The regulatory relevance of a court decision revoking a deregulated status is the crop reverts back to regulated status, meaning that its planting and disposition is once again subject to USDA regulation. The question that the provision answers is what happens to farmers and crops already planted and in the commercial chain during the period the crop was deregulated. Anti-GMO groups want the courts in every case to enjoin its planting and harvesting, and to even order destruction of crops in the field. Part of the reason for this is to intentionally create an uncertainty for producers and impose actual economic hardships on producers to scare producers away. What the biotech rider says is to expressly authorize USDA to impose restrictions on the planting and use of a crop, i.e. to regulate the crop again, if a court ruling revokes a previously deregulated status. USDA already arguably has this authority. Furthermore, this reregulation remedy, rather than automatic injunction and court ordered destruction is precisely what the Supreme Court itself ordered in 2007 in Monsanto Co. v. Geertson Seed Farms, overturning a lower court's imposition of an injunction. “An injunction is a drastic and extraordinary remedy, which should not be granted as a matter of course,” Justice Samuel Alito wrote for the 7-1 majority, concluding that the US District Court in San Francisco had “abused its discretion.” It hardly seems accurate reprentations that the Monsanto Protection Act strips courts of power, when the Supreme Court itself, in a 7-1 decision [Thats 7 to 1] told the USDA to do exactly what the biotech rider provision only makes explicit that they have the power to do. Also, the biotech rider does not, and cannot, impair the Courts authority to order injunction and even destruction of crops already planted in the event that revocation of deregulated status is based upon a finding of actual or imminent harm.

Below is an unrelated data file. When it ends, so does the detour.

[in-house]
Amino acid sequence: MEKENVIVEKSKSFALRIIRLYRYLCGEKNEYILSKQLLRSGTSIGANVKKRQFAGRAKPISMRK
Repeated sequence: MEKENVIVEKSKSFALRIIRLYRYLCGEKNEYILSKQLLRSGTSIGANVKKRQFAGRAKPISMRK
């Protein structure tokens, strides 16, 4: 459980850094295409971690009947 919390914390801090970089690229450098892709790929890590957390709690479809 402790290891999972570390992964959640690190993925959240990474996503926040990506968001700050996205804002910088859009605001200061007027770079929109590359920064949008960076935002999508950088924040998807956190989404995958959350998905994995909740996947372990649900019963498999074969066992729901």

DoYourResearch's picture